The fortieth anniversary of Rev. Gordon Pringle’s pastorate at Kincardine colony Presbyterian church, New Brunswick, was observed on Sunday, Sept. 11, at Melville church in the Colony. The Auld Kirk was well filled by Scotch folks from both sides of the line, most of them being former settlers from the Colony. The services were very impressively managed by a number of the minister members of the Presbyterians of Woodstock, N. B., assisted by Rev. Dr. Archibald of Grand Falls. Like Rev. Gordon Pringle himself, most of these men came from the land of the heather. Mr. Pringle was graduated from Edinburgh University (an honor man) in 1891. The next year he came over to Canada and found Kincardine in need of a minister at that time. Needless to say his life of service has shown how well he responded to that need. Mr. Pringle is a son of the Manse, Continue reading
Rev. Gordon Campbell Pringle (1865 – 1952) arrived in Canada on May 21, 1892. He was ordained Sept. 7, 1892, in the Old Calvin Presbyterian Church, Saint John, New Brunswick. He was inducted as minister in Kincardine in the Scotch Colony in 1896. He received his Doctor of Divinity in 1933. He served the Scotch colony 1896-1952.
“Beloved by a loyal people whom he served for over 56 years”
The shaving mug was part of the display at the former Manse on August 24, 2013 during Scotch Fest140.
From: Helene Burns [mailto:email@example.com]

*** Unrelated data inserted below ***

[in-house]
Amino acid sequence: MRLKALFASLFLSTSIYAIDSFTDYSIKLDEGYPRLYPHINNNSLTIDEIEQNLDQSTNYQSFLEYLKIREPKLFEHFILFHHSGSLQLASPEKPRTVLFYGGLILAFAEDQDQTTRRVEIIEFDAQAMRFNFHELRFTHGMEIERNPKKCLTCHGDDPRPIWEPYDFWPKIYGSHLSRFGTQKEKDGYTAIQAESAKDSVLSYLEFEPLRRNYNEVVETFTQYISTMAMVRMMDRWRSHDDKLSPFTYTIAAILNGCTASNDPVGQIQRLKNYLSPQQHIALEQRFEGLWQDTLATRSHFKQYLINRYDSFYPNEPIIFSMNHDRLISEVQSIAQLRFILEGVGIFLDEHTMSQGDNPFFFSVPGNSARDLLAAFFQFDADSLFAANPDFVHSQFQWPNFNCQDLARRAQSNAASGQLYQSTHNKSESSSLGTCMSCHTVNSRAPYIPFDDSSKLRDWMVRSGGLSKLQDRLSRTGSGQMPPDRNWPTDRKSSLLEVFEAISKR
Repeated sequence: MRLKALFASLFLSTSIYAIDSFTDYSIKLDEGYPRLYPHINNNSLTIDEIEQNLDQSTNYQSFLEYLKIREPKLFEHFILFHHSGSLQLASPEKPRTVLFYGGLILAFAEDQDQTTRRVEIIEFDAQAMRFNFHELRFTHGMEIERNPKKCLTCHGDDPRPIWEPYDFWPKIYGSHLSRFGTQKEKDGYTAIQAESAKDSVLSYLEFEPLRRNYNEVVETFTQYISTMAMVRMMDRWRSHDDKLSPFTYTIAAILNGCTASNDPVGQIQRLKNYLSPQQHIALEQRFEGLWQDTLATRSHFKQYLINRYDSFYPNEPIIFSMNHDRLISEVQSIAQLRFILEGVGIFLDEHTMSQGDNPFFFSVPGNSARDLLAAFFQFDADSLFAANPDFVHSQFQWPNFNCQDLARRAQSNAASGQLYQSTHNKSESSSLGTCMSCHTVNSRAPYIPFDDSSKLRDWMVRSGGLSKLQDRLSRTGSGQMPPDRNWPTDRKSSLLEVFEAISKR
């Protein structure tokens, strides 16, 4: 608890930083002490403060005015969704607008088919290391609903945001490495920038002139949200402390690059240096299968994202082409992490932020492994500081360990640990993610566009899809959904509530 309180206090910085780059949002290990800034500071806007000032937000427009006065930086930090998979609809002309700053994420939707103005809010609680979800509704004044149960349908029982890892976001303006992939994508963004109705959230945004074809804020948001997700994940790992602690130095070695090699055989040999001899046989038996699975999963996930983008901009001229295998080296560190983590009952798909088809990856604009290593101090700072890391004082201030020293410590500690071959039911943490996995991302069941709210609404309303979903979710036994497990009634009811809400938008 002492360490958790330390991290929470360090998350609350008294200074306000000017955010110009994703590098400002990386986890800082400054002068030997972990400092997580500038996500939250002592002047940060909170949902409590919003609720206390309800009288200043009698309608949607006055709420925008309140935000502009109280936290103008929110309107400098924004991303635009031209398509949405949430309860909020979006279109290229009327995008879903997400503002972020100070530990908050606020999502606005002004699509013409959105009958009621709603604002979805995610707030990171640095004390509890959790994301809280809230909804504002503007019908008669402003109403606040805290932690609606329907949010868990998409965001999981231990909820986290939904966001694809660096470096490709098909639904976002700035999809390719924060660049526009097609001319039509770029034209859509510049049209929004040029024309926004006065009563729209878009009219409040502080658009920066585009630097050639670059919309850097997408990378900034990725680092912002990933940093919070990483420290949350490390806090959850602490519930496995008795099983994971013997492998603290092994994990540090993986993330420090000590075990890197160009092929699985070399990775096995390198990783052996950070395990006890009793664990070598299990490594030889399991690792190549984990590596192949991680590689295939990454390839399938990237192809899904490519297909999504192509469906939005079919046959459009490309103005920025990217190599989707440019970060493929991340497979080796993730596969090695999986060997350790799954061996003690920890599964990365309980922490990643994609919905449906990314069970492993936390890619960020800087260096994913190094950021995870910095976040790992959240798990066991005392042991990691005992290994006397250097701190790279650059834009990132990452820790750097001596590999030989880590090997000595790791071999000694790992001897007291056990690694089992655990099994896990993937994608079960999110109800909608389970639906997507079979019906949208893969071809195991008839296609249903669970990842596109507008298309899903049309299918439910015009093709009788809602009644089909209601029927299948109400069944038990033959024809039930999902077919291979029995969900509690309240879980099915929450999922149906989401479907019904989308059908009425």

Sent: August 24, 2013 10:57 PM
To: Cari and Roy Grierson
Subject: Warm Best Wishes
Hello Cari and Roy,
First, thank you so much for sharing your hospitality with my dear husband, Gary, who has returned to share in the festivities of this weekend.
Second, please extend my warm best wishes to the wonderful congregations of Kincardine-Upper Kent and Upper Kintore, as you celebrate the 140th anniversary of the arrival to Victoria County of the colonists from Scotland. Gary and I extend our heartfelt congratulations to you all. Of course, Gary is already there and has no doubt expressed his best wishes already! But I also am so happy that you are able to celebrate this momentous occasion. Continue reading
As part of the “Gathering of the Scots Festival” this weekend, two special services will be held at local historic churches. On Sunday, May 26, 2013 at 10 AM in Kincardine in the Scotch Colony, Melville Church will host a Commemorative Church Service.
Interior of Melville United Church, Kincardine
Melville United Church was dedicated in 1878. Services are held here in the warmer months. The view from the hilltop in front of the church is spectacular.
On Sunday evening, May 26, at 7 PM don’t miss the “Kirking of the Tartans” ceremony at the historic Larlee Creek Church. You are invited to bring a tartan item, if you wish. Continue reading
A transcription of the Upper Kintore Cemetery was completed by Ruth Todd and Patty Corey in September 2006 and updated September 2011. The alphabetical list is available on the web, thanks to their hard work, and also includes a short history of the Upper Kintore Church and directions on how to get there.
Here is the link to the Upper Kintore Cemetery.
Thank you to the Tobique Valley Genealogy and Local History Group which has a website and Facebook page. Many hours have been invested in making transcriptions of other local cemeteries available online.
Extensive work has been done to make the records of the Melville Cemetery available online. Many thanks to Blair Morton and his mother, Kathleen (Ellis) Morton!
Here is the link.
Another transcription of this cemetery, updated September 2011 by the Tobique Valley Genealogy and Local History Group, also includes information about the monument for world war veterans.